The primary purpose of this study was to compare the effects of explosive versus slow contractions on the rate of energy expenditure during and after resistance exercise.Methods:
Nine men (20 ± 2.5 yr) performed three exercise protocols using a plate-loaded squat machine, and a no-exercise (CONTROL) session in a randomly assigned, counterbalanced order. Subjects performed squats using either two second (SLOW) or explosive concentric contractions (EXPL), but identical repetitions (8), sets (4), and loads (60% 1RM). A secondary objective was to compare high- versus moderate-intensity exercise. Thus, a third protocol was performed that also used explosive contractions, with heavier loads (80% 1RM) and six sets of four reps (HEAVYEXPL). Eccentric reps (2 s), work (reps × sets × load), range of motion, and rest intervals between sets (90 s) were identical among all three protocols. Expired air was collected continuously for 20 min before, during, and 1 h after exercise and for about 1.5 h during CONTROL. Blood samples (25 μL) were collected before, immediately after, and 15, 30, 45, and 60 min after each protocol, and these samples were analyzed for blood lactate (mM).Results:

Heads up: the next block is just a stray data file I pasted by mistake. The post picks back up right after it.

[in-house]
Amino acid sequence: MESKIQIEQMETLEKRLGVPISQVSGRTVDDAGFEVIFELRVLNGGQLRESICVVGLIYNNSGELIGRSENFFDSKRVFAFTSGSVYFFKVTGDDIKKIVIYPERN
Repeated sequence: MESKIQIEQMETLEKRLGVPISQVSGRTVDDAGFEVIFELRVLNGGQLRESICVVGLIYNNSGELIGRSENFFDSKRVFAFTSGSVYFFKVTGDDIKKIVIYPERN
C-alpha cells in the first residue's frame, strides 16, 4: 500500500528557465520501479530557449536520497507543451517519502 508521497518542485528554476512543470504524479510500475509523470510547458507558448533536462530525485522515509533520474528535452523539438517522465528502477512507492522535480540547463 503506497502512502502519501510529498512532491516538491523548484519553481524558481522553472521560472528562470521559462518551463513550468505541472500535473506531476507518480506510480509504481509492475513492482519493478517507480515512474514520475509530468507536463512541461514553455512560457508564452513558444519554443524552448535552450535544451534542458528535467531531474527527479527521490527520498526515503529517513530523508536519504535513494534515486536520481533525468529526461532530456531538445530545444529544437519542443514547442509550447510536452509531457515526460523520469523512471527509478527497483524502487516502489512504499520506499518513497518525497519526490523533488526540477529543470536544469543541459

Average rates of energy expenditure (kcal·min−1) were significantly greater (P ≤ 0.05) during (7.27 ± 2.00 > 6.43 ± 1.64 and 6.25 ± 1.55, respectively) and after (2.54 ± 1.44 > 2.38 ± 1.31 and 2.21 ± 1.08, respectively) EXPL compared with SLOW and HEAVYEXPL, despite significantly (P ≤ 0.05) greater blood lactate after SLOW.Conclusion:
Squat exercise using explosive contractions and moderate intensity induced a greater increase in the rate of energy expenditure than squats using slow contractions or high intensity in all subjects tested. Thus, by using explosive contractions and moderate exercise intensity, experienced recreational exercisers can increase their energy expenditure during and after resistance exercise, and this could enhance weight-loss adaptations.